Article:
Preventing Early Reading Failure
In his February 2005 online chat with NCLD, Dr. Joseph Torgesen highlights the importance of identifying young children-as early as possible-who are at risk for developing difficulties with reading. Dr. Torgesen is a Professor of Psychology and Education at Florida State University and is nationally known for research on both the prevention and remediation of reading difficulties in young children.
Dr. Torgesen made the important point that there is enormous diversity in children's preparation and talent for learning to read. Children can struggle either because they had limited pre-school literacy experiences, or because they simply learn the important knowledge and skills necessary for early reading growth more slowly than other children. No matter the cause of their struggles in learning to read, these children need instruction that is both more skillfully delivered and more intensive than most other students.
Children who lag behind from the start, Torgesen says, "miss out on the kind of critical early reading practice that helps students become fluent and accurate readers by second and third grades." The key is to make sure that schools provide "immediate and intensive interventions" when they notice that any student is lagging behind in the development of early reading skills.
Advice for Parents
Young children who are "late talkers," have trouble expressing themselves with words, or have a family history of difficulties with reading, should be observed carefully for signs of early problems with reading. Dr. Torgesen feels strongly that if parents notice something that concerns them, they should seek help and advice from someone who has experience in working with children who have reading disabilities, such as a teacher or a psychologist/diagnostician.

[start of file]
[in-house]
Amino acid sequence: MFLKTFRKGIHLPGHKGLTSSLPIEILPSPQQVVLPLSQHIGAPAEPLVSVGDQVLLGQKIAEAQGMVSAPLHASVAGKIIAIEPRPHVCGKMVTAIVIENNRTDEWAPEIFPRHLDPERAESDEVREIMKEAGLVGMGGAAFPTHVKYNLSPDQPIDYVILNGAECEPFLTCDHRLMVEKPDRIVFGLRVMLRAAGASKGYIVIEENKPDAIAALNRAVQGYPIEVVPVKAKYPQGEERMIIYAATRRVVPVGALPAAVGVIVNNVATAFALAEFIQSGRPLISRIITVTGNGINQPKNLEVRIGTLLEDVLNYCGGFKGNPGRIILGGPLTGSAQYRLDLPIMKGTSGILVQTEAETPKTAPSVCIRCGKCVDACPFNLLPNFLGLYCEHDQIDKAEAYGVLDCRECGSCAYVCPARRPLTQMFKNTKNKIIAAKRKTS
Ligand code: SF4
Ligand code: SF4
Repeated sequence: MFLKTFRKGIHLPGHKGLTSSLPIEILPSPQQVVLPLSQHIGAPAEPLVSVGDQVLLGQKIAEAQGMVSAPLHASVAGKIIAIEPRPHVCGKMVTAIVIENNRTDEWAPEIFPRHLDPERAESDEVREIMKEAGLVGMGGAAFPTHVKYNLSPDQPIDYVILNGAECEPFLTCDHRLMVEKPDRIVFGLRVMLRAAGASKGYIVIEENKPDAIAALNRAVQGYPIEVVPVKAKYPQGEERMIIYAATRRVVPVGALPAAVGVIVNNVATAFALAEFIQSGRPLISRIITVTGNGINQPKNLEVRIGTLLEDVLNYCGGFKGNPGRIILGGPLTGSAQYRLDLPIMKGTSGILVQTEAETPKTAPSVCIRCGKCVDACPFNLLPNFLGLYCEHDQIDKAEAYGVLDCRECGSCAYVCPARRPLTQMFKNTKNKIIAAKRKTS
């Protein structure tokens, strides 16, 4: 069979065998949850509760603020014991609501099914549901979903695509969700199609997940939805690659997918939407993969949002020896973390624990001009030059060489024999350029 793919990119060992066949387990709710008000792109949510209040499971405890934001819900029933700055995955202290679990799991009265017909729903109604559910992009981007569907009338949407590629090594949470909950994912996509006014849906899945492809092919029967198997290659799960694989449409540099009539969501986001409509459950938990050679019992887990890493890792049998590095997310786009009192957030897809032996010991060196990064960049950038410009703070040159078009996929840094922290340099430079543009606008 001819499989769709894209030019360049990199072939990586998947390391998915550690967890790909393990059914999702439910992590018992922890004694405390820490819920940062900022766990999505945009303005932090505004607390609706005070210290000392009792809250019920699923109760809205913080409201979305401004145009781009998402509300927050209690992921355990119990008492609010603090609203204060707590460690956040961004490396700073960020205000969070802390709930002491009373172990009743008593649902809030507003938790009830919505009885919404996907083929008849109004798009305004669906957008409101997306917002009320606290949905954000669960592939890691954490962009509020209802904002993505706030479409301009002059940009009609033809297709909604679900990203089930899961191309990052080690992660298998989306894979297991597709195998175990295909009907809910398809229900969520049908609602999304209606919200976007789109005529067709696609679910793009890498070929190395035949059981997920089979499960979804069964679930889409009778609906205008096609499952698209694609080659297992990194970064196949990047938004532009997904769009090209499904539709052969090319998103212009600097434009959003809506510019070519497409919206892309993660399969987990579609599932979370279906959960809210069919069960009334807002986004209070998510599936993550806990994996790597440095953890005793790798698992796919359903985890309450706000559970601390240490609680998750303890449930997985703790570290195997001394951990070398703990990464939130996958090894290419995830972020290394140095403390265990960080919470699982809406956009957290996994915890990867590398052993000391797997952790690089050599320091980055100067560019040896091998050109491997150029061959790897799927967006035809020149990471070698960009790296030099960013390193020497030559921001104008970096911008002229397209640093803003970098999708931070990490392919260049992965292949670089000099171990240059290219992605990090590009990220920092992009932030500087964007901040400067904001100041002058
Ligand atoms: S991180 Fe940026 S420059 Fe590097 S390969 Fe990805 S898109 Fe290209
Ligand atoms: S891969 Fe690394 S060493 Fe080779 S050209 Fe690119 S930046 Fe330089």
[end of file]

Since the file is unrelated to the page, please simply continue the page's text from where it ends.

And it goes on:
Here are some "big ideas" about learning to read that parents should be aware of:
- When children struggle learning to "sound out" words, it interferes with their ability to read accurately and independently.
Children who find reading difficult," Torgesen writes, "do not read very much, causing them to miss out on increasingly significant amounts of reading practice. It is only by reading a lot, and reading accurately, that children become fluent readers who are able to think about the meaning of what they are reading at the same time they are reading the words."
Often, these children come to school less well prepared than their classmates in skills such as phonological awareness (understanding that words are made up of sounds) and knowledge about print.
- If children enter school with limited vocabularies (knowledge of the meanings of words), it makes it more difficult for them to learn new vocabulary words. As they get older, their limited vocabularies begin to interfere more and more with their ability to understand what they are reading.
Parents should do all they can to help young children learn new and interesting words. Young children learn new words through meaningful and interesting discussions with adults who take the time to explain new things to them.
- The more children read, the better readers they become.
Parents should read with their children as often as they can. Even a few minutes a day can make a difference." Children may come to school with limited understanding of the value of learning to read, or they don't develop an interest in reading while in school. After the beginning stages of learning to read, motivation to read plays a very large role in determining continued expansion of reading skill."
Parents who would like to learn more about what they can do to help their child in the early years of learning to read might a enjoy a book called, Straight Talk About Reading by Susan L. Hall and Louisa C. Moats, Ed.D.
Reprinted with the permission of the National Center for Learning Disabilities. © 1999-2009 National Center for Learning Disabilities, Inc. All Rights Reserved.
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